Victim pleas to recognise early signs of violence

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#16DaysOfActivism

Featured image: Gender-based violence survivor and guest speaker Angela Barker with Mitchell Shire Mayor Louise Bannister.

A special guest and victim-survivor of abuse captivated and incentivised the crowd at the Mitchell Community Walk Against Gender-based Violence with her address on Wednesday.

Order of Australia Medal recipient Angela Barker was 16-years-old when she suffered a brush with death at the hands of her ex-boyfriend Dale Lepoidevin.

Lepoidevin, who was 20 at the time, brutally attacked Ms Barker in 2002, rendering her in a near-vegetative state.

Ms Barker had met with Lepoidevin to end their on-and-off two-year relationship for good.

After refusing his requests to get back together, Lepoidevin repeatedly belted Ms Barker’s head against a steel bench, leaving the back of her skull ‘like jelly’.

While Ms Barker was unconscious, he jumped on her face and snapped her jaw.

It was expected Ms Barker would remain in a vegetative state forever and live a short life due to the severity of the injuries inflicted upon her.

The Age reported that Lepoidevin was jailed in 2003 for a maximum of 10-and-a-half years with a minimum of seven-and-a-half after his original sentence was increased.

Ms Barker, who used an electronic aid to deliver her speech last week, shared an insight into recovery and her life post-assault.

Ms Barker addressed the crowd in Seymour last week before utilising an electronic aid for the remainder of her speech.

She described the difficulties of accessing rehabilitation 20 years ago, forced to undergo therapy to walk and talk again at aged care nursing homes.

“It took me five months to poke my tongue out past my teeth, nine months to move my arm for the first time and five years to get my voice back,” she said.

Ms Barker surpassed medical professionals’ expectations in her recovery, though she suffers from speech difficulties and utilises an electronic wheelchair.

Before her assault, Ms Barker was an active year 11 student who loved high jump, netball and basketball, and was aiming for a career in psychology.

Despite having suffered verbal and physical abuse before the assault, the love she had for her partner, the belief she could change him, the fear of repercussions to herself and her family for leaving him, and the belief that she wouldn’t find another partner were among the reasons she listed as to why she stayed.

“No one wants to think that the person they like and have feelings for wants to hurt them,” she said.

“These bad guys and girls can be the fun, funny, witty, charming, smart people – the popular people.

“There is no shame in falling for this. There is no shame in getting help either.”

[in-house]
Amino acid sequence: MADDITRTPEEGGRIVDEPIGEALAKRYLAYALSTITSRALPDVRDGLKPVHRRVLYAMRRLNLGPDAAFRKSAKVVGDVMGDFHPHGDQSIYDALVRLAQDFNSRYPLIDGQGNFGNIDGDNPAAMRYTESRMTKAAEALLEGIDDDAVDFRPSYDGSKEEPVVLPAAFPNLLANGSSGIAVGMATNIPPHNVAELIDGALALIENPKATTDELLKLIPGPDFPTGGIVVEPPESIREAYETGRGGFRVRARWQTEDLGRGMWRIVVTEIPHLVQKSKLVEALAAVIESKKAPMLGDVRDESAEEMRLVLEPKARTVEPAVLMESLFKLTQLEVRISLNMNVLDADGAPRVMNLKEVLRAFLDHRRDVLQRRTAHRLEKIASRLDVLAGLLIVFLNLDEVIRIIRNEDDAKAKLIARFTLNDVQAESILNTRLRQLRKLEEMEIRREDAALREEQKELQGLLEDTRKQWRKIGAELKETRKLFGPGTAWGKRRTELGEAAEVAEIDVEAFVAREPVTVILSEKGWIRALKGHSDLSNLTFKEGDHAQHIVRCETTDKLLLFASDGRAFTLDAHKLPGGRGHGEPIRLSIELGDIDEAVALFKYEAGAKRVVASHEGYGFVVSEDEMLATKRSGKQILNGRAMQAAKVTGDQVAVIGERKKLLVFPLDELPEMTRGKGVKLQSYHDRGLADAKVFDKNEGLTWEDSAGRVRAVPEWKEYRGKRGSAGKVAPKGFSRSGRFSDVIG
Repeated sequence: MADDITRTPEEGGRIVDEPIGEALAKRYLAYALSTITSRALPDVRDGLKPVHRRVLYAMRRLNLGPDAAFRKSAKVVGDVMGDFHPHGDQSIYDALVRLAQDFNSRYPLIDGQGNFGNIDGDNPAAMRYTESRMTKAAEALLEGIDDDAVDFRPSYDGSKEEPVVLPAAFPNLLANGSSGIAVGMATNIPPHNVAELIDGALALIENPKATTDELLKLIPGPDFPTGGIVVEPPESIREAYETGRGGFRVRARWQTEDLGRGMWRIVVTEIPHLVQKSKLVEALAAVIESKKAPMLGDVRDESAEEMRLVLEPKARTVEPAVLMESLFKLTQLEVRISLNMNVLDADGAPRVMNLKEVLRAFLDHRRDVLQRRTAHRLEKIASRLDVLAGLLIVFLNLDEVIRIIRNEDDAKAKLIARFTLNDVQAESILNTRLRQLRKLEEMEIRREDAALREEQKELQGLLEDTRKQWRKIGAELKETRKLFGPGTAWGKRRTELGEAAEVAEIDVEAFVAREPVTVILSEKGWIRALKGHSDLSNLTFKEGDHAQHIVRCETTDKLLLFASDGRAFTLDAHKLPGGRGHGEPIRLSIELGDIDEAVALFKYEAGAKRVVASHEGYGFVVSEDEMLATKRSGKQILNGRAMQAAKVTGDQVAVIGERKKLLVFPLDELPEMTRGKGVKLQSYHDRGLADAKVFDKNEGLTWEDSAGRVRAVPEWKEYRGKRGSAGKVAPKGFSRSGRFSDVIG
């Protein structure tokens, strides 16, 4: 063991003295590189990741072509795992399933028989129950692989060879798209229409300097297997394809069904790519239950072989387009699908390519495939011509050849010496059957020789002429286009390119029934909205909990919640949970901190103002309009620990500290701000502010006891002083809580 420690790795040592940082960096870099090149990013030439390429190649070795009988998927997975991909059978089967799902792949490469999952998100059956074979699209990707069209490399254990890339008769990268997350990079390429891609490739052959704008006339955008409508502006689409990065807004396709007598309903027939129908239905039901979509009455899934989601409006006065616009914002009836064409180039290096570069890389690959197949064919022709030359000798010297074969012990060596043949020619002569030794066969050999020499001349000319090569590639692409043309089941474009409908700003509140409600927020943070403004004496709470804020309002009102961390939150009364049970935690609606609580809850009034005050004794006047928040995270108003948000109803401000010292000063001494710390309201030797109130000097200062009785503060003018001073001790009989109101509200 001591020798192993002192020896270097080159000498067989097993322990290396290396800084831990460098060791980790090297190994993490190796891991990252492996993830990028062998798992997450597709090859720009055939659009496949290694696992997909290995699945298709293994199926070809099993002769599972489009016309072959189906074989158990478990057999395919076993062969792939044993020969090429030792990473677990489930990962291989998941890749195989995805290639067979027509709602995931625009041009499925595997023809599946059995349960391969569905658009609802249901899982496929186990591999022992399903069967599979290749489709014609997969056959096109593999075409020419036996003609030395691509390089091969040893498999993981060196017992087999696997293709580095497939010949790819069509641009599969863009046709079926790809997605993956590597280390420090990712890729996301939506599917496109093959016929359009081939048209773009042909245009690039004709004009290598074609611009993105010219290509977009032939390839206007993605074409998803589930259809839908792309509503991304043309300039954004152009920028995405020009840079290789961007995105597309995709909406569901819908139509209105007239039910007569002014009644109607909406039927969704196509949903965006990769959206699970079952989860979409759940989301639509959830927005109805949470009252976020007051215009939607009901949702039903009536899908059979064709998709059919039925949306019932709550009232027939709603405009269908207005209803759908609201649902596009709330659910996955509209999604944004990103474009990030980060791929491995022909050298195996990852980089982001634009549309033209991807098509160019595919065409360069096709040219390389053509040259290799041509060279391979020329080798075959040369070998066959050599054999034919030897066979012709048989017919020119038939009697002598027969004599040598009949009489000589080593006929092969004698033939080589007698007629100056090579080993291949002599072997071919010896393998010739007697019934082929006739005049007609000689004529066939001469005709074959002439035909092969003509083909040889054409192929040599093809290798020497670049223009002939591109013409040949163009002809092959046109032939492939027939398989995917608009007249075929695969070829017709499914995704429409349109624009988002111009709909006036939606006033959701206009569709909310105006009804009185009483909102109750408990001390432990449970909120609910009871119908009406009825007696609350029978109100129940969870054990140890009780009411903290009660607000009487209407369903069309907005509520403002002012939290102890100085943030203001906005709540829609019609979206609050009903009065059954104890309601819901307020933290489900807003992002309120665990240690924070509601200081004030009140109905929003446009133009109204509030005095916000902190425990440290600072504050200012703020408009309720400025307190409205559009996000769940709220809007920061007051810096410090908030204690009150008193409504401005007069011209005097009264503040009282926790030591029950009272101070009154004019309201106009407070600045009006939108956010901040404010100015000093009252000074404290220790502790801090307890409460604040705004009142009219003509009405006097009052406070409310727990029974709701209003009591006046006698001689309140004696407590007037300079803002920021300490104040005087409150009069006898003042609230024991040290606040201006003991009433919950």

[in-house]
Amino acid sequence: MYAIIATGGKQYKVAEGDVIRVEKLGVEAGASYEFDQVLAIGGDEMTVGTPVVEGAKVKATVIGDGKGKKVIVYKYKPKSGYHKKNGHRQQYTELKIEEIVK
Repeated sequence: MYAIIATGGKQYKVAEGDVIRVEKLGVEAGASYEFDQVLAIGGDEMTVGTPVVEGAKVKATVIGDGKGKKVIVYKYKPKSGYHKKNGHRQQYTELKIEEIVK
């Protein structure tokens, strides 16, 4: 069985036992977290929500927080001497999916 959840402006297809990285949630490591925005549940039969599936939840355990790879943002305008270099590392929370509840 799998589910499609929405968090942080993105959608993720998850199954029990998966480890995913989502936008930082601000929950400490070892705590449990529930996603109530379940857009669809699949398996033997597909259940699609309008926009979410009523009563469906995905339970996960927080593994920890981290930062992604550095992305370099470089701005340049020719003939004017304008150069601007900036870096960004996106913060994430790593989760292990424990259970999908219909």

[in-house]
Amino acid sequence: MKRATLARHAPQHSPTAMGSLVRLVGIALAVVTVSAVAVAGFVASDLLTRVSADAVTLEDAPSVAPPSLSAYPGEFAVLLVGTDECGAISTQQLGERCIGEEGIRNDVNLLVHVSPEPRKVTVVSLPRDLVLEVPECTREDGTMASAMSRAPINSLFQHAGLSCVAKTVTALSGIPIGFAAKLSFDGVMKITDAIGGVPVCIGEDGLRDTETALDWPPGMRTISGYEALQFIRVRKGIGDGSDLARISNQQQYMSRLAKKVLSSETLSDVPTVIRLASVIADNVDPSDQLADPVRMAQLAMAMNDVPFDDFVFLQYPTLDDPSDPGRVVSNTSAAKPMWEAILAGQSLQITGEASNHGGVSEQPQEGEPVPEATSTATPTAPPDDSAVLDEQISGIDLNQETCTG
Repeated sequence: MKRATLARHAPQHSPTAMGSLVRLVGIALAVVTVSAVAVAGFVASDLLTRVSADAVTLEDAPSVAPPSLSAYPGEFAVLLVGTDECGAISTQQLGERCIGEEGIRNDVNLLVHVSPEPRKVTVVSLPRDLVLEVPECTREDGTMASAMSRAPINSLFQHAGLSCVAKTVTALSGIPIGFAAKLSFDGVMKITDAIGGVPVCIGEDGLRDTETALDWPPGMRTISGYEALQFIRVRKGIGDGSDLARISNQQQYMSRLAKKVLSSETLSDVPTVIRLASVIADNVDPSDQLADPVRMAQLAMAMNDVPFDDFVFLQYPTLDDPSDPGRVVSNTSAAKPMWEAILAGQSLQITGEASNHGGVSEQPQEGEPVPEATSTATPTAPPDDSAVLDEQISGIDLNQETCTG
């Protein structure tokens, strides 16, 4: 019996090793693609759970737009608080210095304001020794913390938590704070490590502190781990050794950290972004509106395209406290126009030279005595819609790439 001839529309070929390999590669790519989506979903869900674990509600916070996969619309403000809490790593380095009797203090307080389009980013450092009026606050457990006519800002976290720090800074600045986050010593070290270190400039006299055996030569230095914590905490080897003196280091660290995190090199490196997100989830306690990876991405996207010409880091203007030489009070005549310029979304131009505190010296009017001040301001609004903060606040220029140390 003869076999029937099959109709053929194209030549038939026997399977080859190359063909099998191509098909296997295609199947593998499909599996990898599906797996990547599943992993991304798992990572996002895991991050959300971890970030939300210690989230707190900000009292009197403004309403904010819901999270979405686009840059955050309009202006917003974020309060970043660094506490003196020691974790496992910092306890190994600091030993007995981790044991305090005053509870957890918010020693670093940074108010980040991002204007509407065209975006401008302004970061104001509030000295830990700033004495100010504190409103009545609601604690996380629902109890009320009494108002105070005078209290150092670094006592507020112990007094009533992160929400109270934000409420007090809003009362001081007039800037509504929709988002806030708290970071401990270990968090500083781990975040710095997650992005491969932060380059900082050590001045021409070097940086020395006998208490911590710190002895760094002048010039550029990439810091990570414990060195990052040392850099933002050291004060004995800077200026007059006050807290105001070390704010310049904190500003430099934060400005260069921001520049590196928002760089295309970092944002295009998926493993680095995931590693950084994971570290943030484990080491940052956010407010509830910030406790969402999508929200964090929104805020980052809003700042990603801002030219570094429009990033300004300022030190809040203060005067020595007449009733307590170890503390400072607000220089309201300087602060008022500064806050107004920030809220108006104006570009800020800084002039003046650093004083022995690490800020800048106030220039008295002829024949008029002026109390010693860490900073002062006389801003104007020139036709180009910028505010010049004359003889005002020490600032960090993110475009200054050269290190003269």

In a plea for courage among victims, Ms Barker stressed the importance of not allowing the feeling of being wanted to be justification for abuse.

“If your partner starts to control and manipulate you, he is overly jealous and possessive, if they put you down, if their temper is becoming unpredictable, if they force or pressure you into doing things you do not want to do, if they scare you and start to keep you away from your family and friends, if your gut tells you something is wrong – these are all signs that the relationship won’t work,” she said.

Trusting the opinions of family, friends and loved ones and reporting abuse were Ms Barker’s principal pleas.

“They are not as blinded by the idea of love and can see that you are being harmed, controlled and manipulated,” she said.

“Make sure you [report to police] at an appropriate time outside of your abuser’s vision and knowledge.

“I know this is difficult and can add to your risk, but you really need to watch what they say and do before the relationship turns abusive so you can leave before it even gets to this life-changing, risky stage.”

During her time at the nursing home, the Federal Government made a DVD about Ms Barker’s assault as part of the Violence Against Women – Australia Says No campaign. Hundreds of Australian public and private schools nationwide have screened the film, ‘Loves Me Loves Me Not: The Angela Barker Story’, released in 2004.

Angela Barker’s film, ‘Loves Me Loves Me Not: The Angela Barker Story’, beginning at 12 minutes.

Over the past 19 years, Ms Barker has spoken to more than 50,000 people about her story.

“This is my contribution to the national fight against violence against women and girls – to make the world a better place,” she said.

Ms Barker reassured the crowd that she continued living her life to the fullest – meeting Queen Elizabeth in 2011, sky diving, abseiling and recently becoming enagaged were among her highlights.

“I sit here in front of you now, an independent adult woman who has taken control of my life,” she said.

More than 100 people turned out for last week’s Mitchell Shire Walk Against Gender-Based Violence in Seymour, where Angela Barker shared her story as a victim-survior of abuse.

Mitchell Shire Council chief executive officer Brett Luxford recognised Ms Barker’s activism efforts as shaping the next generation and thanked her for attending the community walk.

“Anj is a courageous woman who, against formidable odds, has emerged as a powerful advocate for change,” he said.

People can learn more about Ms Barker’s story by watching the film Loves Me Loves Me Not: The Angela Barker Story on YouTube at .